It’s really easy to get down on yourself for behaving regretfully toward your child. What’s hard is forgiving yourself because you’re human and making amends.
Repairing mistakes is one of the best skills you can teach your child. Isn’t this what we want them to be able to do? Repairing, apologizing, owning up and being accountable for your behavior is the sign of a strong, responsible person—exactly what you want your child to become.
But it’s hard for many parents to own mistakes and make repairs. When you have learned through your childhood that apologizing, showing vulnerability by admitting mistakes is a sign of weakness, it is hard to do it with your child. It can feel like admitting defeat, losing authority, giving in. But the opposite is true.
Coming down off a righteous pedestal to apologize, to say I see it differently now and wish I hadn’t said what I did, to admit wrong-doing, is not backing down or being inconsistent and wishy-washy. On the contrary, it is the powerful thing to do.
Vulnerability does not equal weakness. Vulnerability means to be open, willing to learn and change. It means having a flexible mind that can be influenced and changed. It means being able to create connection. It’s hard to connect with someone who is rigid and right all the time.
When you feel unable to connect with your child, ask yourself if you are so attached to being right, that you are blocked from the ability to see the situation from your child’s point of view. No one wants to cooperate with this person, be it a parent, a friend, or boss.
Making a repair with your child can be broken down into steps:
- The first is to forgive yourself. If you believe you must show you are right, you are in a power struggle—both with yourself and your child. You may have negative associations with forgiveness. You may have never learned how to apologize in a way that was meaningful to you. Give yourself a break and stop blaming that child inside who never learned.
- Next, give yourself plenty of time to recover your equanimity. No need to rush into an apology before you are ready and able to do it genuinely, with true regret. You can return to a situation hours, days, weeks later. Imagine if one of your parents today recalled a scene twenty years ago when you felt misunderstood, unheard, treated unfairly. And that parent said, “I’ve never forgotten when x happened. I have always regretted how I reacted and didn’t let you explain yourself. I’m very sorry for that. I wish I had allowed you to tell your side of the story.” Phew.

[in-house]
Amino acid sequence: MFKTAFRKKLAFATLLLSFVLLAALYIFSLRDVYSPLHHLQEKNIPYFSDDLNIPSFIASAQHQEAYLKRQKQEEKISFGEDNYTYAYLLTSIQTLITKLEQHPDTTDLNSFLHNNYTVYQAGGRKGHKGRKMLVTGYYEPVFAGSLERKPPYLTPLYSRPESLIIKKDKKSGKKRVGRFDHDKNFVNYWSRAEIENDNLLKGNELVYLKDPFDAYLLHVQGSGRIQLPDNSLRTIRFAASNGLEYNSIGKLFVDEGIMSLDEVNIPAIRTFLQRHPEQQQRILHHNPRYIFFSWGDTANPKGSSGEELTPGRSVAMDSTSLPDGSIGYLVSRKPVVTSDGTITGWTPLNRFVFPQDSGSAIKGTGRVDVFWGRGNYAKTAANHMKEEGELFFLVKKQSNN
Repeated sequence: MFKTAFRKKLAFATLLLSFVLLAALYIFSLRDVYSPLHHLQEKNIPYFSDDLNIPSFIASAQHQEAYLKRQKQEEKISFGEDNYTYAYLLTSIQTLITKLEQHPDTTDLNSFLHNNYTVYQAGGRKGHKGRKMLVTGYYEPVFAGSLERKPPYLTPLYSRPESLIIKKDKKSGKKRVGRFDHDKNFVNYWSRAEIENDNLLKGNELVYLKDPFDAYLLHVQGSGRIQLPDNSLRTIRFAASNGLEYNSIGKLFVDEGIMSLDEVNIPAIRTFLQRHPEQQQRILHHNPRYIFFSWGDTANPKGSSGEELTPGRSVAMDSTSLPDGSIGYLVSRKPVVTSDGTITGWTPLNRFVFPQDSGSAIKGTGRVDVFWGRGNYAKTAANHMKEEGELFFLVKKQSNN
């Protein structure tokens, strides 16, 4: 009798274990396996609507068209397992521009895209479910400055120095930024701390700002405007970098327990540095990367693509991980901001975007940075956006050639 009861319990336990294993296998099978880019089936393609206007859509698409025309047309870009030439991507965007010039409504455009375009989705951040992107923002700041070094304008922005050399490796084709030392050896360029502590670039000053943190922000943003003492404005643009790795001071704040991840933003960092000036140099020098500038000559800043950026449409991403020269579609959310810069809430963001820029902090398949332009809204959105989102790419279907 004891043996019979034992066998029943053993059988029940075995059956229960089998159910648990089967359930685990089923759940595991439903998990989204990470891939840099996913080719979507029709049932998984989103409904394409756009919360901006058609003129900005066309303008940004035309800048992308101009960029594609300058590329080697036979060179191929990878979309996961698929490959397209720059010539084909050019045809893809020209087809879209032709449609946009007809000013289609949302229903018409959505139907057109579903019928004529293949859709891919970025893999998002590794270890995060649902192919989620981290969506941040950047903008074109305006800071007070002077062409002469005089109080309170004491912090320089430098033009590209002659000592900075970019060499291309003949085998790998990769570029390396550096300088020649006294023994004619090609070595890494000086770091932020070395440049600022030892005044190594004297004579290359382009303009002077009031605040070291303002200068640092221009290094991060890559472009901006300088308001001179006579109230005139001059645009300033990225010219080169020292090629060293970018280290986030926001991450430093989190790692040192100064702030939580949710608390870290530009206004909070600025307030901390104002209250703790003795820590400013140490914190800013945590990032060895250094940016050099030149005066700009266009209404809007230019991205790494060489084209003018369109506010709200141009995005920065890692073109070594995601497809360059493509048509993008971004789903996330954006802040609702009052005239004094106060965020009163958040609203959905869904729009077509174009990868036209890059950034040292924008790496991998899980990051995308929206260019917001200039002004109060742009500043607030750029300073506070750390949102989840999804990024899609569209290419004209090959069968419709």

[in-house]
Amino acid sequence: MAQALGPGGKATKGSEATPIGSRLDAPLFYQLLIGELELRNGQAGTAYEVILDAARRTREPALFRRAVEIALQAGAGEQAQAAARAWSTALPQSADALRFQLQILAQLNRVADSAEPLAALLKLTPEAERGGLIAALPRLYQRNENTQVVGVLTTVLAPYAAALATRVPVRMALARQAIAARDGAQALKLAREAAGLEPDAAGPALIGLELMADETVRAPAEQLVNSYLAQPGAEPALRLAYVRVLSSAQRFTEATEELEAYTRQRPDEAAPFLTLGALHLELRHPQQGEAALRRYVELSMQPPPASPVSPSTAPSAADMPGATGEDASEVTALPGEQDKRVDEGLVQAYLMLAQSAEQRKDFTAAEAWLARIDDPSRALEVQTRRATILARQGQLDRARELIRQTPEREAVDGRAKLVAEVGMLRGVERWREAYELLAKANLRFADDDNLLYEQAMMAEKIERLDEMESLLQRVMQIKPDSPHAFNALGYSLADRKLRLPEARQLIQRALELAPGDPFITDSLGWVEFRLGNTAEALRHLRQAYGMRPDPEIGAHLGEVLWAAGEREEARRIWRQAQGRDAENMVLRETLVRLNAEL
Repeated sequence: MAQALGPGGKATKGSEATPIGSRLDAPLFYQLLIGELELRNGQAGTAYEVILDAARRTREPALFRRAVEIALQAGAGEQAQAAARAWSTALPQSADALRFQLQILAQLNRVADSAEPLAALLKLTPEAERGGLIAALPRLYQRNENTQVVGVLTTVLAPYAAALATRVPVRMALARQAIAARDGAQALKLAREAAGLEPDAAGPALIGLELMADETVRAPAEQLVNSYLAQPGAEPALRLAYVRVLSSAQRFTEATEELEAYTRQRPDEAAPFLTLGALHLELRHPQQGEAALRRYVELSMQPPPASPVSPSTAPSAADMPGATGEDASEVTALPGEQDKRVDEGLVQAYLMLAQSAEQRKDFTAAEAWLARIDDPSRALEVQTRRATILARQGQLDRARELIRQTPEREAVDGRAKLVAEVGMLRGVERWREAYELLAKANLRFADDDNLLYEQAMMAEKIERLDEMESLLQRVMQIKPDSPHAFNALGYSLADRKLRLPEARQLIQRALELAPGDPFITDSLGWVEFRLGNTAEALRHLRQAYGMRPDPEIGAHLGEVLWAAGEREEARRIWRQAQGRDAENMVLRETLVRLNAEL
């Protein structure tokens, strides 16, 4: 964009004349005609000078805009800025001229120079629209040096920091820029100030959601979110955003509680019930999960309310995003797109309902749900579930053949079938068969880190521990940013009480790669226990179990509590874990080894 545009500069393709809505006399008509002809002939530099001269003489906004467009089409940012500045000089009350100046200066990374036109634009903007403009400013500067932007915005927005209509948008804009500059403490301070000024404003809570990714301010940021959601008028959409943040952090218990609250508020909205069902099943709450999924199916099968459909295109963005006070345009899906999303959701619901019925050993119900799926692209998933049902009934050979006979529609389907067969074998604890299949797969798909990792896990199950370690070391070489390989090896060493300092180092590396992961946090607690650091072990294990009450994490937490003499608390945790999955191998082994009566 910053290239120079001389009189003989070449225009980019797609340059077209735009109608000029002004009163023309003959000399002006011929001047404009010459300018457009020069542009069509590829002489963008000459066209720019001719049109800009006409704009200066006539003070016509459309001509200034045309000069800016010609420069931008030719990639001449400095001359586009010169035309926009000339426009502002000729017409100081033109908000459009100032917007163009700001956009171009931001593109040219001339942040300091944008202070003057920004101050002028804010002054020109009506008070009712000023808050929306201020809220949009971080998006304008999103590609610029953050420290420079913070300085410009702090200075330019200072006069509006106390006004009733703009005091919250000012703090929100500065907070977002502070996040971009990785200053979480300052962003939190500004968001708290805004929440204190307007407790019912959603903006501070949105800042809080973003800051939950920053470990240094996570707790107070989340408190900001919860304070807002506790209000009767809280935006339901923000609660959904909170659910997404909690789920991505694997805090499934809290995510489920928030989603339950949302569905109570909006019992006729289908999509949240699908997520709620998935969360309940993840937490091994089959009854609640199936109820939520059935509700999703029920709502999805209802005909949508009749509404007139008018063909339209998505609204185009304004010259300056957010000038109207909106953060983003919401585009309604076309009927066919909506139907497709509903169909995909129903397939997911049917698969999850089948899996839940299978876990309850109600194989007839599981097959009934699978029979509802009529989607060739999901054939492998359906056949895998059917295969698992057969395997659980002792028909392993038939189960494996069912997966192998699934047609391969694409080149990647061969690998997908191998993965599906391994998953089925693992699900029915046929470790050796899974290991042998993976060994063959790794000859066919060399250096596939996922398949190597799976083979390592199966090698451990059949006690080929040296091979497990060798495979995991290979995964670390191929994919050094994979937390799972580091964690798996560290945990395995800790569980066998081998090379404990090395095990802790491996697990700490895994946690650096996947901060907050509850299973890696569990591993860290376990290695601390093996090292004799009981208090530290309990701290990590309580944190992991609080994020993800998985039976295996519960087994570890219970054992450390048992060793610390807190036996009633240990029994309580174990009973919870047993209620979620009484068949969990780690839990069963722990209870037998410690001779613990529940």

- Rehearse repairs or do-overs until you feel comfortable and confident with them. If apologizing is hard for you, practice with something small. Apologize to your spouse or friend saying you wish you had said something different. Or just simply, “I’m sorry for how I reacted.”
- Acknowledge that it may feel very uncomfortable. That’s okay—it’s a learning process. When you expect discomfort, it makes it easier to go forward.
- Pick a time that is comfortable for you, and a time when your child is feeling calm or even talkative. Car time is good when you are not making eye contact. Both you and your child need to be as receptive as possible. When you are calm and your brain is not emotionally flooded, you can think clearly.
- If it’s been a while since the incident, start with, “Remember when…?” Wait for your child’s acknowledgment. She may expect more reprimand, so come in right away with, “I don’t like how I reacted.” When you start by taking responsibility, she will listen with open ears. Then explain what you didn’t like about what you did. No need to go over the situation. And do not add a “…but you are not allowed to….” No buts allowed in a repair. You are only apologizing for what is yours to own. Do not apologize for anyone else or for how your child felt. This is about you.
- Then add, “Here’s what I wish I had said or done instead.” Many parents can apologize and apologize and apologize. But apologies turn meaningless when your child sees no change in your behavior. Naming how you wish you had behaved holds you accountable.
- Do not ask your child to apologize. You might neutrally say, “Is there anything you wish you had said or done differently?” But it’s best to leave that step to your child which very well may come spontaneously. If it doesn’t, it’s ok. He may need time to trust that you mean what you are saying.
Soon you may be able to step back from negative reactions right away and say, “Hold on. Rewind. I don’t like how I reacted. I’m sorry for blaming you. I’ll get back to you soon on this.”
The modeling of a repair goes far beyond a mere apology. You have taught your child the power of vulnerability, how to take responsibility for her actions, how to feel better about herself, and how to repair her own relationships.